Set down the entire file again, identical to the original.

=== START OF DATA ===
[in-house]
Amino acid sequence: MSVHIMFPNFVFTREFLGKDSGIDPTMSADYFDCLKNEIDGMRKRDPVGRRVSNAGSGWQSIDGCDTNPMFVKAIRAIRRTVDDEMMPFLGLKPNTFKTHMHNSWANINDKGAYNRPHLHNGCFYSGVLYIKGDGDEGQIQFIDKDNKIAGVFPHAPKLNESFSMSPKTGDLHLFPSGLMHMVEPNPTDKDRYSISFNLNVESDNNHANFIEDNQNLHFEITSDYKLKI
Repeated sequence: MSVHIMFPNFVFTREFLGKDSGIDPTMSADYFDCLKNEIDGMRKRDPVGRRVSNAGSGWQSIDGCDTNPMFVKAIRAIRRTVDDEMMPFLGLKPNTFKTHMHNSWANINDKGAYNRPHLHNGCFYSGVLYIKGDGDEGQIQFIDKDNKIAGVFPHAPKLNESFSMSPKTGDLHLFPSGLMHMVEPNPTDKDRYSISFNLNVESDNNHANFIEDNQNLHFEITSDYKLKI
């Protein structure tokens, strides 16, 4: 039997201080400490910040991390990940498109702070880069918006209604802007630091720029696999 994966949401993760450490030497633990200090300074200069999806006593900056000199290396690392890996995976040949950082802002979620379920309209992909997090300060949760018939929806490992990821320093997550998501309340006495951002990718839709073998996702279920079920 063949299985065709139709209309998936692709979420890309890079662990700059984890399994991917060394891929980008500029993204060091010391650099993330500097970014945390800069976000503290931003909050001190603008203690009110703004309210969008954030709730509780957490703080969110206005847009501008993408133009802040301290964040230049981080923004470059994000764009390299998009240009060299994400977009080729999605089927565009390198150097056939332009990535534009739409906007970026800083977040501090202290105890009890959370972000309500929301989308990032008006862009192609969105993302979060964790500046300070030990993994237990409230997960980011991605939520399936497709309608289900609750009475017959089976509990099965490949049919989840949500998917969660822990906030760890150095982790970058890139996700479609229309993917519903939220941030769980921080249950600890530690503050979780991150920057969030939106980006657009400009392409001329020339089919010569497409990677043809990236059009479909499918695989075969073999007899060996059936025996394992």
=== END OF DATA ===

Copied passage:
[in-house]
Amino acid sequence: MSVHIMFPNFVFTREFLGKDSGIDPTMSADYFDCLKNEIDGMRKRDPVGRRVSNAGSGWQSIDGCDTNPMFVKAIRAIRRTVDDEMMPFLGLKPNTFKTHMHNSWANINDKGAYNRPHLHNGCFYSGVLYIKGDGDEGQIQFIDKDNKIAGVFPHAPKLNESFSMSPKTGDLHLFPSGLMHMVEPNPTDKDRYSISFNLNVESDNNHANFIEDNQNLHFEITSDYKLKI
Repeated sequence: MSVHIMFPNFVFTREFLGKDSGIDPTMSADYFDCLKNEIDGMRKRDPVGRRVSNAGSGWQSIDGCDTNPMFVKAIRAIRRTVDDEMMPFLGLKPNTFKTHMHNSWANINDKGAYNRPHLHNGCFYSGVLYIKGDGDEGQIQFIDKDNKIAGVFPHAPKLNESFSMSPKTGDLHLFPSGLMHMVEPNPTDKDRYSISFNLNVESDNNHANFIEDNQNLHFEITSDYKLKI
């Protein structure tokens, strides 16, 4: 039997201080400490910040991390990940498109702070880069918006209604802007630091720029696999 994966949401993760450490030497633990200090300074200069999806006593900056000199290396690392890996995976040949950082802002979620379920309209992909997090300060949760018939929806490992990821320093997550998501309340006495951002990718839709073998996702279920079920 063949299985065709139709209309998936692709979420890309890079662990700059984890399994991917060394891929980008500029993204060091010391650099993330500097970014945390800069976000503290931003909050001190603008203690009110703004309210969008954030709730509780957490703080969110206005847009501008993408133009802040301290964040230049981080923004470059994000764009390299998009240009060299994400977009080729999605089927565009390198150097056939332009990535534009739409906007970026800083977040501090202290105890009890959370972000309500929301989308990032008006862009192609969105993302979060964790500046300070030990993994237990409230997960980011991605939520399936497709309608289900609750009475017959089976509990099965490949049919989840949500998917969660822990906030760890150095982790970058890139996700479609229309993917519903939220941030769980921080249950600890530690503050979780991150920057969030939106980006657009400009392409001329020339089919010569497409990677043809990236059009479909499918695989075969073999007899060996059936025996394992």